Just one piece of music accompanies Francesco Rosi's 1972 film, The Mattei Affair, a prescient mixture of corporate-governmental conspiracy and Carlos-esque (or Film Socialisme, for that matter) Mediterranean globetrotting, a film propelled by the murky ambitions, ideologies, crimes and accomplishments of the man put in charge of the Italian state's oil and gas company. As seems typical for Rosi (whose cinema I'm just now starting to explore, through a travelling retrospective that has landed on my doorstep at the BAMcinématek and which continues through the weekend), the narrative is refracted into pieces that only hint at facts, and conventional audience expectations for such things as psychological legibility and motivation or concrete events and evidence are consistently repulsed by the filmmaker, who collects cinematic documents (of real spaces where events took place, the use of participants as actors, meticulous historical research) only to assemble them in a way to suggest the immutable obfuscation of complex human evilness.
But we're here to talk about the soundtrack, are we not? The film has but one piece of music and it was composed by Rosi's regular musical collaborator, the great Piero Picconi. What particularly struck me about this theme, which stood out amongst many other terrific Rosi-Picconi collaborations, was the ambivalent malevolence suggested by its electronic throbbing. Sinister and consuming, it nevertheless has a patterned rhythm which negates sentience or dynamic evolution of the score. It simply, awfully, expands. At the same time, with its early-electronic rhythm, the theme, by its mid-way point, attains a true beat, becoming almost techno-like and darkly danceable. It's almost as if the blackness within its sonic contours, in its hypnotic, alien repetition, becomes inviting and seductive.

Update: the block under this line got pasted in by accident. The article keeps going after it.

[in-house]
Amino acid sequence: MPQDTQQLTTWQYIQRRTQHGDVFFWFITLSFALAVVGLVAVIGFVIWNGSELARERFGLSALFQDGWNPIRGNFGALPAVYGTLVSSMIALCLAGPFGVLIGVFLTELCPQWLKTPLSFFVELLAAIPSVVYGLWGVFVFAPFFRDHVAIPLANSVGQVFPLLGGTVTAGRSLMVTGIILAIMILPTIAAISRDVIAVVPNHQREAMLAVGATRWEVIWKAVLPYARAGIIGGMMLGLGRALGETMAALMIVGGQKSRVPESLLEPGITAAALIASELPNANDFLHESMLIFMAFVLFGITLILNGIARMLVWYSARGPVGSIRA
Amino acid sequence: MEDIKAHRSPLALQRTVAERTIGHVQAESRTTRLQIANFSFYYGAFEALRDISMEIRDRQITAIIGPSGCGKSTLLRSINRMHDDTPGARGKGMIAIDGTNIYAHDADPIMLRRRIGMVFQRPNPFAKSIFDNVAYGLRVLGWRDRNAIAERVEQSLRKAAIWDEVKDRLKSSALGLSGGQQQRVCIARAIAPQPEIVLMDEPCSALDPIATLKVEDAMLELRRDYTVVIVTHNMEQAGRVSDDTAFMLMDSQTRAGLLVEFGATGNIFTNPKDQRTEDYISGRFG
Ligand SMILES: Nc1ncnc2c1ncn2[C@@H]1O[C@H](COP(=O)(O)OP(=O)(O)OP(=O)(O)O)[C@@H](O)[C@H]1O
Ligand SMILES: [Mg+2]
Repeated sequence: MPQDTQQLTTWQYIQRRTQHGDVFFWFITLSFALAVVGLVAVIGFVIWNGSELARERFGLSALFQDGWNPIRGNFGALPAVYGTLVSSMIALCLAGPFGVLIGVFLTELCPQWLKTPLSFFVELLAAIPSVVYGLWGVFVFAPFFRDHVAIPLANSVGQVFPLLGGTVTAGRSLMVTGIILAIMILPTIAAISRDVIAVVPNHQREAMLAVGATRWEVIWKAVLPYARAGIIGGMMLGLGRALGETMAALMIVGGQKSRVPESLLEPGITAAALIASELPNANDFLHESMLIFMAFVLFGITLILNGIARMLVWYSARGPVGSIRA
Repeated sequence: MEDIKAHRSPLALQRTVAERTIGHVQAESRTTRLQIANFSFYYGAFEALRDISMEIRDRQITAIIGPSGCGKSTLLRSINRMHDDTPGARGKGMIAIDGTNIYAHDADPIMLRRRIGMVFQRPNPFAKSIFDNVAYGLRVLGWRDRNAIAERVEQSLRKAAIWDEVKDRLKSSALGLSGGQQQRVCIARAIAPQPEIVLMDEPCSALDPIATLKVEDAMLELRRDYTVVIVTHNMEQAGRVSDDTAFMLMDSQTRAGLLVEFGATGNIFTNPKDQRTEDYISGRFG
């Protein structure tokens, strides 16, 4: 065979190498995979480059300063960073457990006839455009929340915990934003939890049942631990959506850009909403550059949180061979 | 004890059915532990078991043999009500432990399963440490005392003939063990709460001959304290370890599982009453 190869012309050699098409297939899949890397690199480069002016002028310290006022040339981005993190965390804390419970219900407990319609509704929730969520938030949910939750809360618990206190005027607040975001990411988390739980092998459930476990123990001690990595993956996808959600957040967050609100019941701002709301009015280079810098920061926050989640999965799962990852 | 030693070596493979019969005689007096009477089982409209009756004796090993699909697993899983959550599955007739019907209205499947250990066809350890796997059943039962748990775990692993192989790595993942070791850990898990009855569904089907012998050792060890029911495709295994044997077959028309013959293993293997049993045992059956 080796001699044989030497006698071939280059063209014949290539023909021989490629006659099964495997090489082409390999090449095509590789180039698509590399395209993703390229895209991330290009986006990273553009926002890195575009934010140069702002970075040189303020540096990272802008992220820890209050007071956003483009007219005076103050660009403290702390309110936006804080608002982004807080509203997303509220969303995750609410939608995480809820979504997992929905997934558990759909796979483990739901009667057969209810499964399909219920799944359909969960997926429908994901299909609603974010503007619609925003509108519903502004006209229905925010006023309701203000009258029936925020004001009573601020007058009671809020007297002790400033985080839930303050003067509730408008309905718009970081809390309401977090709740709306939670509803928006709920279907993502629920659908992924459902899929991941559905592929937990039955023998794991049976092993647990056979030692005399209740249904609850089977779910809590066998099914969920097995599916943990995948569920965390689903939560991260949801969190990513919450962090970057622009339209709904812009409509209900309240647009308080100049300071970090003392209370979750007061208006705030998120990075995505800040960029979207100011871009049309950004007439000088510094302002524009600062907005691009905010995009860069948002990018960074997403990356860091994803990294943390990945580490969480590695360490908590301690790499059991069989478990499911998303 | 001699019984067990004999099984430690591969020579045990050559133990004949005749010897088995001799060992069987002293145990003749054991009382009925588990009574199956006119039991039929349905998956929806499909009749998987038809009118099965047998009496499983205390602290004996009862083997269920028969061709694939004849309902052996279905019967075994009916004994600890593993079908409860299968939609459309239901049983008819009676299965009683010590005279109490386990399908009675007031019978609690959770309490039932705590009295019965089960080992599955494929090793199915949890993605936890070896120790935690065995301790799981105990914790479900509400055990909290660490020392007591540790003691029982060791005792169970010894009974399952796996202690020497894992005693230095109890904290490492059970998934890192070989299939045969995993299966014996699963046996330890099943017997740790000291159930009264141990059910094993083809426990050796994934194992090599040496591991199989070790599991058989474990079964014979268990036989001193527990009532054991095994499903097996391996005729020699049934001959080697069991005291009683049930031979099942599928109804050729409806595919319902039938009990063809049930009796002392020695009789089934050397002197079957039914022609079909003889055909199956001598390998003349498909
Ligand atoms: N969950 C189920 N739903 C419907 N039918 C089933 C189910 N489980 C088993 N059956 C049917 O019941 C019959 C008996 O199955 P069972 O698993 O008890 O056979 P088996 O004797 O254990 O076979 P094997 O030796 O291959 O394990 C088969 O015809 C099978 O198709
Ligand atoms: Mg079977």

What you are listening to:
(1) Piero Picconi's theme music for Francesco Rosi's The Mattei Affair (1972)